Sound Transit announced Thursday that dipping revenues will impact 2008’s Sound Transit 2 transportation package, likely preventing light rail from reaching Federal Way by 2023.
The announcement was part of a budget overview given by CEO Joni Earl to Sound Transit’s board of directors. According to the latest projections, Sound Transit is experiencing a $3.9 billion long range (through 2023) revenue loss. This is $800 million more than it had previously projected. The loss reduces the company’s overall revenues by 25 percent and poses problems for Sound Transit’s voter-approved ST2 package, which will bring bus, sounder and light rail improvements and expansions to subareas served by Sound Transit — Snohomish County; North, East and South King County; and Pierce County — by 2023.
“The reality means we can’t afford the whole program,” Earl said.
The $17.9 billion (in 2008 dollars) ST2 package was approved by voters in 2008, when Sound Transit requested a .05 percent (5 cents on a $10 retail purchase) sales tax increase within the subareas to help help pay for the breadth of projects included in the package. The tax will be collected through 2023.
Now, a re-evaluation of all of ST2’s projects has been triggered. Earl has recommended that each project either be:
• Designed and constructed as previously planned,
• Moved forward as planned with the knowledge that the project’s completion schedule could be altered,
• Move ahead with no funding for the project, but limited funding to go toward a $2.5 million analysis to identify alternatives or alterations that could be implemented if revenues improve or in the future,
• Suspended from the plan, or
• Deleted regardless of future revenues.
All jurisdictions served by Sound Transit will be affected by Earl’s recommendations if the board approves them.
Sound Transit’s south corridor, consisting of South King County and Pierce County, will feel the biggest impacts. Many of the corridor’s ST2 projects will now either move forward with an uncertain completion date, or will only be funded enough to provide alternatives to the original project. Light rail from the Sea-Tac airport to South 200th Street in the Kent/Des Moines area is fully funded and will proceed with a yet undetermined completion date. Earl is proposing the board accept her recommendation to bring light rail to South 200th Street by 2016 instead of 2020. However, she is also proposing holding back from delivering light rail further south into Federal Way by 2023, and preparing for a future extension into Tacoma.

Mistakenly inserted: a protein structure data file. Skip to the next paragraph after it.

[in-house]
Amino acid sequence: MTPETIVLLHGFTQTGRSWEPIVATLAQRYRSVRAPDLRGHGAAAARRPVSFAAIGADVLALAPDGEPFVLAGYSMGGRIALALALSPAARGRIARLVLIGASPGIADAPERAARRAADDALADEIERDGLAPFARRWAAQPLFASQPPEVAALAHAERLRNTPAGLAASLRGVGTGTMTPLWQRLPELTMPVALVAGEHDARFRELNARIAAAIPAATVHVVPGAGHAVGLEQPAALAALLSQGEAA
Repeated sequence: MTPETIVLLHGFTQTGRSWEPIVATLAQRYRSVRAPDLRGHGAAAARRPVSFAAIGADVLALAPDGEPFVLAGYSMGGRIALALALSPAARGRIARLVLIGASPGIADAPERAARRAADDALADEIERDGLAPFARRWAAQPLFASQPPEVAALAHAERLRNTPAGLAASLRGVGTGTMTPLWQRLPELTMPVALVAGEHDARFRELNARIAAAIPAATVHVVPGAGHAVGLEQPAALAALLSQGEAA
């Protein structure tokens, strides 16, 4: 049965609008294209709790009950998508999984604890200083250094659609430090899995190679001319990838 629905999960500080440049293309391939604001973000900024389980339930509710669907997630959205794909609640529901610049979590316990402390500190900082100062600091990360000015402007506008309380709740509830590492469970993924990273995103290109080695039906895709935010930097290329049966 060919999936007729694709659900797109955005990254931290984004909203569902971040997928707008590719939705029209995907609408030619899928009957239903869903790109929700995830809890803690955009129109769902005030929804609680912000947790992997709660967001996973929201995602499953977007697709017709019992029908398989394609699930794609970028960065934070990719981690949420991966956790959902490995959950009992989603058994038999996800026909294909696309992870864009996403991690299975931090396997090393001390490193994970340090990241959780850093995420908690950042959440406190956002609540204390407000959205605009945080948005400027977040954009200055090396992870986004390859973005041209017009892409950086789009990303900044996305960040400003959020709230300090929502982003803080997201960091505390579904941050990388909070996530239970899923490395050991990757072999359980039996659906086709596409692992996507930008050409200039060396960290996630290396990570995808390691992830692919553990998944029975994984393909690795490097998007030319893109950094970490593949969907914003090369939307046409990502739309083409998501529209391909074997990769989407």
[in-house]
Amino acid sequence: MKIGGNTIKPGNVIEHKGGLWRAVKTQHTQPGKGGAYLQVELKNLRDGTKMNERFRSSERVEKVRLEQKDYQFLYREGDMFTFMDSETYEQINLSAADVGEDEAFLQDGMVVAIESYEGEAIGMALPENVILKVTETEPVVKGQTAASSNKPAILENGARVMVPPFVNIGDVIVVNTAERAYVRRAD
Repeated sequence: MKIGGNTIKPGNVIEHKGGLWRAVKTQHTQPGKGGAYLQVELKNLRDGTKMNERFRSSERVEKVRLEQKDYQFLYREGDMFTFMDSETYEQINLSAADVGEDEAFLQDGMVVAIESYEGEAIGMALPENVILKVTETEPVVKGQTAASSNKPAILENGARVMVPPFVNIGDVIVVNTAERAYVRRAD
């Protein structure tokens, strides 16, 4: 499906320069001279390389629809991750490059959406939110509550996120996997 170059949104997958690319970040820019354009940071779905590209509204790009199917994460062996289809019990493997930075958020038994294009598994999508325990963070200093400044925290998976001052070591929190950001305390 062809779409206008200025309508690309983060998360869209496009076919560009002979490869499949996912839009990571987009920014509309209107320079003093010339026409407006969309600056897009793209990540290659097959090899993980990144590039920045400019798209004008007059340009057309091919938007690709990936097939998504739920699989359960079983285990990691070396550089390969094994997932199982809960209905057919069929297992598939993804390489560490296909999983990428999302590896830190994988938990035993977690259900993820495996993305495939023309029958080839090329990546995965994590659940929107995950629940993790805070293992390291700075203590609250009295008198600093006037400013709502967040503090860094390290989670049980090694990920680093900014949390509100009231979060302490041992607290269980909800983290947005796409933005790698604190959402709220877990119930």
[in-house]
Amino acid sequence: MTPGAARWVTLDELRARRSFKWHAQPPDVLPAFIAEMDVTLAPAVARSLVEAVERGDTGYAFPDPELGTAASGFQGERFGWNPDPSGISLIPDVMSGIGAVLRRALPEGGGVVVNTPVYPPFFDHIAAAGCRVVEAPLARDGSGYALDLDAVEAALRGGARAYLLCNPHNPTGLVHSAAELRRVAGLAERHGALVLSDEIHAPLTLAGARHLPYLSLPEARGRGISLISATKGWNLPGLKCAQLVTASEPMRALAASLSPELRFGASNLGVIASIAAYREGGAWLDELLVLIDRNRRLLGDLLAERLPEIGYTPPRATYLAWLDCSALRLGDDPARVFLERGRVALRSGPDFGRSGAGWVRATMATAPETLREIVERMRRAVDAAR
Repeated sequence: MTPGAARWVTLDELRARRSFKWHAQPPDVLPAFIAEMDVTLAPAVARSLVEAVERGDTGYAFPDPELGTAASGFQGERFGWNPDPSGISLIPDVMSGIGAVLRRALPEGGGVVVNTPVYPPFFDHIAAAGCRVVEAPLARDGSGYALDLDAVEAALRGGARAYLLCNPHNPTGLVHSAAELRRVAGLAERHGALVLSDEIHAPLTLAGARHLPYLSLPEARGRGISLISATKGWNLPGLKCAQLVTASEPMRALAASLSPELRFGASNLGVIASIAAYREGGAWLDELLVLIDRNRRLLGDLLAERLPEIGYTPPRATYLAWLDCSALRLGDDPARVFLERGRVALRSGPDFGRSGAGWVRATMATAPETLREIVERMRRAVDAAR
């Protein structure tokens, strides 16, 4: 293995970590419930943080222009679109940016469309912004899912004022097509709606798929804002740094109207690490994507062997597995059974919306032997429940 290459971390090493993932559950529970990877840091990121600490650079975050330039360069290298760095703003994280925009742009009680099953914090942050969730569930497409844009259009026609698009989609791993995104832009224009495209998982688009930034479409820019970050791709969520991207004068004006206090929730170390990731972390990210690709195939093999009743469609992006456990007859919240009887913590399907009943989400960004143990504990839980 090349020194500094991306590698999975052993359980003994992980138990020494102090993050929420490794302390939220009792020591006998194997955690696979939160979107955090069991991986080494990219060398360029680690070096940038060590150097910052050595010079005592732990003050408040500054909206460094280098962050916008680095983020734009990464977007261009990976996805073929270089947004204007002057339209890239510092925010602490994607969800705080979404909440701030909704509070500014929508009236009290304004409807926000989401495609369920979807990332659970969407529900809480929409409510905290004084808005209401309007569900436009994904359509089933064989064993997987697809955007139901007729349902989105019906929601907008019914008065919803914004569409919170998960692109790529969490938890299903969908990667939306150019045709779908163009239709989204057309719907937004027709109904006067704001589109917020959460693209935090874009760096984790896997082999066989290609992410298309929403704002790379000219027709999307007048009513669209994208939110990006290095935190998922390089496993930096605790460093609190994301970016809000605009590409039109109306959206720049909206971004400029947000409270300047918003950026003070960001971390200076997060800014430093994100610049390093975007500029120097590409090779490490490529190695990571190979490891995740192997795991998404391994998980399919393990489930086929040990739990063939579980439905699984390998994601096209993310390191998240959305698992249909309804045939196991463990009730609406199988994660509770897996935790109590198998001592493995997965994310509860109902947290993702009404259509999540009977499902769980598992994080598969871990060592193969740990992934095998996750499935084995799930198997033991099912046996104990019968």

As originally proposed, the $809 million to $952 million (in 2007 figures) portion from South 200th Street to South 272nd Street would have connected Federal Way directly to the Sea-Tac airport, and would have added two new light rail stations near Highline Community College and the Redondo Heights park-and-ride lot. Five hundred parking spaces would have been added in the areas. Future right-of-way acquisition for a light rail connection to the Tacoma Dome were planned.
The Federal Way City Council fought hard in 2008 to convince Sound Transit that light rail service to Federal Way and farther south was essential. Building the light rail before 2023 guarantees it will reach far and wide, city council member Jim Ferrell said at that time. If Sound Transit proposes a partial rail line, the remainder may never be built due to inflation and voters’ potential hesitation to approve another transit measure at a later date, he said.
Now, it’s hard to say if, and when, light rail will reach Federal Way and beyond. Ferrell is let down, but understands Sound Transit’s situation.
“It’s a real reflection of the current economic climate, and tough decisions do need to be made,” Ferrell said Thursday. “But I am disappointed.”
Ferrell hopes Sound Transit will continue to consider extending light rail to Federal Way.
The south corridor will be hit hardest by the reworked ST2 package due to steeply decreasing revenue in South King County. Revenues are down 31 percent from 2008 projections. The area has a lower tax base and a lower overall income level compared to some of the other ST2 subareas, Sound Transit staff said.
“There’s some serious financial constrictions in that subarea, more than others,” Earl said.